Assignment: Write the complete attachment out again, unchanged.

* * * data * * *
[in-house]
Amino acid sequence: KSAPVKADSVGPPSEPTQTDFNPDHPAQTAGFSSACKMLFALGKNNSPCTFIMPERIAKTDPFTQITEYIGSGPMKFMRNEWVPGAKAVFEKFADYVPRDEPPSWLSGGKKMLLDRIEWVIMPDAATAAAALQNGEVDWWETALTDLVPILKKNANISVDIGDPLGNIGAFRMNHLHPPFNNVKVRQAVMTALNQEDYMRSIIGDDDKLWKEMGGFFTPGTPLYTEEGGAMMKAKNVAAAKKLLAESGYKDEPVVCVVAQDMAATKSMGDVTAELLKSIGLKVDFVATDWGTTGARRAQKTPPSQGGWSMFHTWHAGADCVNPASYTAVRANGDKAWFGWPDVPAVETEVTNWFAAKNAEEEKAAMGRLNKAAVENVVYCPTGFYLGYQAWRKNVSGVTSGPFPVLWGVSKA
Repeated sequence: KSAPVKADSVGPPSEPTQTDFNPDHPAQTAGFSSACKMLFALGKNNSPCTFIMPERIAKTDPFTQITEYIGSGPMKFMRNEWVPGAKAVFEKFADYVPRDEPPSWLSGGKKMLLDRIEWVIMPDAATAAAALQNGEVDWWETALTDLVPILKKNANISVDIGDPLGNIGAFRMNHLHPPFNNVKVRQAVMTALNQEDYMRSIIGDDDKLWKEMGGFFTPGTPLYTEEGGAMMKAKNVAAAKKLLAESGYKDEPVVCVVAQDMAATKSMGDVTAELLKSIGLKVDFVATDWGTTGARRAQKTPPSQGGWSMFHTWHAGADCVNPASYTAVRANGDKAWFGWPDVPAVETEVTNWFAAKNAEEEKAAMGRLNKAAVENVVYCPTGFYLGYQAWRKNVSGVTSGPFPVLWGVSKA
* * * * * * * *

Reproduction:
[in-house]
Amino acid sequence: KSAPVKADSVGPPSEPTQTDFNPDHPAQTAGFSSACKMLFALGKNNSPCTFIMPERIAKTDPFTQITEYIGSGPMKFMRNEWVPGAKAVFEKFADYVPRDEPPSWLSGGKKMLLDRIEWVIMPDAATAAAALQNGEVDWWETALTDLVPILKKNANISVDIGDPLGNIGAFRMNHLHPPFNNVKVRQAVMTALNQEDYMRSIIGDDDKLWKEMGGFFTPGTPLYTEEGGAMMKAKNVAAAKKLLAESGYKDEPVVCVVAQDMAATKSMGDVTAELLKSIGLKVDFVATDWGTTGARRAQKTPPSQGGWSMFHTWHAGADCVNPASYTAVRANGDKAWFGWPDVPAVETEVTNWFAAKNAEEEKAAMGRLNKAAVENVVYCPTGFYLGYQAWRKNVSGVTSGPFPVLWGVSKA
Repeated sequence: KSAPVKADSVGPPSEPTQTDFNPDHPAQTAGFSSACKMLFALGKNNSPCTFIMPERIAKTDPFTQITEYIGSGPMKFMRNEWVPGAKAVFEKFADYVPRDEPPSWLSGGKKMLLDRIEWVIMPDAATAAAALQNGEVDWWETALTDLVPILKKNANISVDIGDPLGNIGAFRMNHLHPPFNNVKVRQAVMTALNQEDYMRSIIGDDDKLWKEMGGFFTPGTPLYTEEGGAMMKAKNVAAAKKLLAESGYKDEPVVCVVAQDMAATKSMGDVTAELLKSIGLKVDFVATDWGTTGARRAQKTPPSQGGWSMFHTWHAGADCVNPASYTAVRANGDKAWFGWPDVPAVETEVTNWFAAKNAEEEKAAMGRLNKAAVENVVYCPTGFYLGYQAWRKNVSGVTSGPFPVLWGVSKA